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Darwin Correspondence Project

From J. D. Hooker   13 September 1876

“The Baths” Helensburgh

Sept 13/76.

My very dear friend

In the midst of my own happiness I have been daily thinking of writing to the one of all others who would rejoice with me, when I was startled at finding in the paper, the death of your daughter in law, My dear dear Darwin I cannot tell you how I feel for Frank & Mrs Darwin & yourself.1 It seems to open up my own all too recent loss, & to depress me utterly— poor poor Frank my heart bleeds for him: they were so happy, & she so loveable— how I envied them a few months ago!—2

It was not 5 minutes after I had heard from my son Willy of poor Sibson’s death, that I stumbled across that of Mrs Frank. in the Times. & it quite upset me.3

We are staying with Miss Smith of Jordan hill & leave tomorrow, to join Mrs Lyell Rosamund Arthur & Mr Symonds for a short time in the Western Highlands when we go to visit Sir J. P. Grant at Aviemore. & then Sir J. Colvill near Dunfermline before going south.4 Please write me a few lines addressed

c/o— Sir J. P. Grant K.C B.

The Doune Aviemore


telling me how Frank is, & of what poor Mrs F. died.5 A very few lines will be enough; & give the dear fellow my most affectionate sympathy.— Oh dear, oh dear, what a weary weary world it is, & yet I should be the last to complain, for my wife is indeed a most good kind prudent & affectionate creature who makes me very happy.

Ever my dear old friend | Yr sincere & affec friend | Jos D Hooker


Hooker had married Hyacinth Jardine on 22 August 1876 (ODNB). Francis Darwin’s wife, Amy, had died on 11 September 1876, having given birth on 7 September to Bernard Darwin. Amy’s death was reported in The Times, 13 September 1876, p. 1.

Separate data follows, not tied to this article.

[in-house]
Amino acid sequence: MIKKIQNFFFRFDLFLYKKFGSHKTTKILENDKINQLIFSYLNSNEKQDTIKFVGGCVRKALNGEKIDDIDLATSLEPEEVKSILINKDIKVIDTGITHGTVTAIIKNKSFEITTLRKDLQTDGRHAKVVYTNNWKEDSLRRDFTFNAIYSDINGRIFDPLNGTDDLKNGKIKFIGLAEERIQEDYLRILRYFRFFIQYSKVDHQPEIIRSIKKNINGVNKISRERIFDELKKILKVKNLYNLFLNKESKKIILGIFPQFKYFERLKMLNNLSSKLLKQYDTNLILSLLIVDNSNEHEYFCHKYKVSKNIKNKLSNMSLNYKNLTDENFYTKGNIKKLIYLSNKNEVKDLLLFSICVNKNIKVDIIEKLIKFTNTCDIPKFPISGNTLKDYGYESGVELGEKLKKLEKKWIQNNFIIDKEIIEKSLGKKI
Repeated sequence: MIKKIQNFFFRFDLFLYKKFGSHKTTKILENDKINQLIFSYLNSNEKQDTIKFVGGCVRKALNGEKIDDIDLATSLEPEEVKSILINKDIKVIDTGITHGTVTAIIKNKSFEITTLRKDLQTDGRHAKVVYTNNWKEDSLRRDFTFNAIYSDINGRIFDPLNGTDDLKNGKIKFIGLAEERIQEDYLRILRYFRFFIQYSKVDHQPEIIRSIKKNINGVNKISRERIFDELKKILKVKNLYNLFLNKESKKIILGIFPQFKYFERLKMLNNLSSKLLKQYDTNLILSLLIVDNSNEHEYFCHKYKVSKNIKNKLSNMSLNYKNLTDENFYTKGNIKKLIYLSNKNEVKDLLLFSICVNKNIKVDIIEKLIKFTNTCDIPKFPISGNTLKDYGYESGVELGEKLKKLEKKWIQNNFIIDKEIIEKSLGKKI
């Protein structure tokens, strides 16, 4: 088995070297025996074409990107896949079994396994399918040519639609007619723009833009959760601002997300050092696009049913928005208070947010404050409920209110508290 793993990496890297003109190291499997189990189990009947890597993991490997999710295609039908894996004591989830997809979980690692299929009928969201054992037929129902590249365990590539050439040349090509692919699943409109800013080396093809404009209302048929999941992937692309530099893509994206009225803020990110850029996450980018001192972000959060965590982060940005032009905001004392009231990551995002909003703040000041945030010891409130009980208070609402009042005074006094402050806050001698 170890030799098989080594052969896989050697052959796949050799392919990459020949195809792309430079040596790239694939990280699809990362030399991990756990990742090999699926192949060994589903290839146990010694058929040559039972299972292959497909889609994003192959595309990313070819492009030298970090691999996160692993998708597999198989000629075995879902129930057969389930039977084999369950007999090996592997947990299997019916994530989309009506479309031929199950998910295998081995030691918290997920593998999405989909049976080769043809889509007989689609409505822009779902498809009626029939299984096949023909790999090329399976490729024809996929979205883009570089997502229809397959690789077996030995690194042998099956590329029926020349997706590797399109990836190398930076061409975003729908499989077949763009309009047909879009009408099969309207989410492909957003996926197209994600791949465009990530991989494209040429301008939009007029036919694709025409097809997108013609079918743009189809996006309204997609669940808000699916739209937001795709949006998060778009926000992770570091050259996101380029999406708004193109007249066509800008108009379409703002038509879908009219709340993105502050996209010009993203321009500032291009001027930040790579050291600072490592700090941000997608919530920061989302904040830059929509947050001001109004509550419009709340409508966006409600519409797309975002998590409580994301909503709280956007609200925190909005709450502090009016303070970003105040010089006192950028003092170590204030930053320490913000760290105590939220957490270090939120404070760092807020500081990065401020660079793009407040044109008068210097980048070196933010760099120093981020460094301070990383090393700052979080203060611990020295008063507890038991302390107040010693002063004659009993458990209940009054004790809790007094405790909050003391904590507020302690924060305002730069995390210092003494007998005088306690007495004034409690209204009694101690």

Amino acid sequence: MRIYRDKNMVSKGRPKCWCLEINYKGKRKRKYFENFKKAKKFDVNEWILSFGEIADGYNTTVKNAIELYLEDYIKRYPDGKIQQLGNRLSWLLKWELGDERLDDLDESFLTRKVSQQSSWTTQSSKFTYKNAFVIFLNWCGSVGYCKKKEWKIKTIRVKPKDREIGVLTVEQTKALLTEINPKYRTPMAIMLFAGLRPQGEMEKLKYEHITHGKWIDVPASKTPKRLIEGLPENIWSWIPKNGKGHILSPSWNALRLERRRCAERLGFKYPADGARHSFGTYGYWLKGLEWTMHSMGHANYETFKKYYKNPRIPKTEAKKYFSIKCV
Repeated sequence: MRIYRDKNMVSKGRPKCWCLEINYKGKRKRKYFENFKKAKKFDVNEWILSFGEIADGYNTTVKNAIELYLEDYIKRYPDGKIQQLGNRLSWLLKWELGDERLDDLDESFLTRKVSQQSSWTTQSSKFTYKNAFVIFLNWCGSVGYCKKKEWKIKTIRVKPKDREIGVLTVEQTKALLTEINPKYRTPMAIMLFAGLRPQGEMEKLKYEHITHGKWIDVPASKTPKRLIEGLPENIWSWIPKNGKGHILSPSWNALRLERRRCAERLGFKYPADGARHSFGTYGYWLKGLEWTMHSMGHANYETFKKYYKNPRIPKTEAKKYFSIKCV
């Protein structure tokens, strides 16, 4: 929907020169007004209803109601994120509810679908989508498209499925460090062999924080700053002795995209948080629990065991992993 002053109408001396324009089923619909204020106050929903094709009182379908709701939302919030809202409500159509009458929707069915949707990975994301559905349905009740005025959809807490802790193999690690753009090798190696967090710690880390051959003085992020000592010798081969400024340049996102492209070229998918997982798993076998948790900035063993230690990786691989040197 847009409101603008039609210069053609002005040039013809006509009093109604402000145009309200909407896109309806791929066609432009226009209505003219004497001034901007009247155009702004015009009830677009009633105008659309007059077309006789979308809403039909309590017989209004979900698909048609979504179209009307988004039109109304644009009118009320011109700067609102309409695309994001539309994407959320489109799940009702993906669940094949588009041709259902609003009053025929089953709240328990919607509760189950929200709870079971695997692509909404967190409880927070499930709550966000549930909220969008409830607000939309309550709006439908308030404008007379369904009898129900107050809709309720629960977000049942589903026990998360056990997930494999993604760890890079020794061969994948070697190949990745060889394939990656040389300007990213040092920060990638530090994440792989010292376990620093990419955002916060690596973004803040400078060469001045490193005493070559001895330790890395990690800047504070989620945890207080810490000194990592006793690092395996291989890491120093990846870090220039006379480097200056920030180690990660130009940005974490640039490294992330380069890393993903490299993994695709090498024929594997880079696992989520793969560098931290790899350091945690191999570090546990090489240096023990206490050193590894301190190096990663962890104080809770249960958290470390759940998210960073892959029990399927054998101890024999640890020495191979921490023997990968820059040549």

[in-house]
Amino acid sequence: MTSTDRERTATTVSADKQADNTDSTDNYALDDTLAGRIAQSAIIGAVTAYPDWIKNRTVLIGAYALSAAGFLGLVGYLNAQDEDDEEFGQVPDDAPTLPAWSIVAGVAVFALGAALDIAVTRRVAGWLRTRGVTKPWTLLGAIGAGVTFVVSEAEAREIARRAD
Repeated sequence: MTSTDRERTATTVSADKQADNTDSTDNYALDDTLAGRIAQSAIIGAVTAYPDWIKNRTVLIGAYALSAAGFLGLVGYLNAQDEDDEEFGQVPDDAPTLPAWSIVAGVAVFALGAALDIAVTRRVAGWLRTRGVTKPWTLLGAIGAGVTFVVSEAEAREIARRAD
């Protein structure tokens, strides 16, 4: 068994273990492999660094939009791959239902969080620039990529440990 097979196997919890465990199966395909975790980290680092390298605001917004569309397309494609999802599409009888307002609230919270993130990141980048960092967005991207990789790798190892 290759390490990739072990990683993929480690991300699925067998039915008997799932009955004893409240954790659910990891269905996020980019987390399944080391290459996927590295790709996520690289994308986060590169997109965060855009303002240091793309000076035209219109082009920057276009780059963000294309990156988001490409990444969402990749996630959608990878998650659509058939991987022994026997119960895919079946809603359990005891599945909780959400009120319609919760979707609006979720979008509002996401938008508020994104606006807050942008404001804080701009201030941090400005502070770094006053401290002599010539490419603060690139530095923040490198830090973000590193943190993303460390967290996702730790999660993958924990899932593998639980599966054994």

Hooker’s first wife, Frances Harriet Hooker, had died suddenly on 13 November 1874 (Allan 1967, p. 225). Hooker had visited Down on 15 April 1876 (Emma Darwin’s diary (DAR 242)) and probably saw Francis and Amy then.
William Henslow Hooker had evidently written to his father about Francis Sibson, the Hooker family doctor, who died suddenly in Geneva on 7 September 1876 (The Times, 12 September 1876, p. 9).
Sabina Douglas Clavering Smith lived at Jordanhill house, Glasgow (Burke’s landed gentry 1914). Hooker also refers to Katharine Murray Lyell, her daughter, Rosamond Frances Ann Lyell, and her son Arthur Henry Lyell. William Samuel Symonds was Hooker’s father-in-law. John Peter Grant’s family estate was at Rothiemurchus, Aviemore, Inverness-shire; the estate of his son-in-law, James William Colvile, was Craigflower, near Dunfermline, Fife (ODNB).
CD had, in fact, already written to Hooker with details of Amy’s death (letter to J. D. Hooker, 11 September [1876]).


Allan, Mea. 1967. The Hookers of Kew, 1785–1911. London: Michael Joseph.

Burke’s landed gentry: A genealogical and heraldic history of the commoners of Great Britain and Ireland enjoying territorial possessions or high official rank but unvisited with heritable honours. Burke’s genealogical and heraldic history of the landed gentry. By John Burke et al. 1st–18th edition. London: Henry Colburn [and others]. 1833–1969.

ODNB: Oxford dictionary of national biography: from the earliest times to the year 2000. (Revised edition.) Edited by H. C. G. Matthew and Brian Harrison. 60 vols. and index. Oxford: Oxford University Press. 2004.


JDH’s condolences at Amy Darwin’s death.

Letter details

Letter no.
Joseph Dalton Hooker
Charles Robert Darwin
Sent from
Source of text
DAR 104: 60–1
Physical description
ALS 4pp

Please cite as

Darwin Correspondence Project, “Letter no. 10597,” accessed on 23 July 2024,

Also published in The Correspondence of Charles Darwin, vol. 24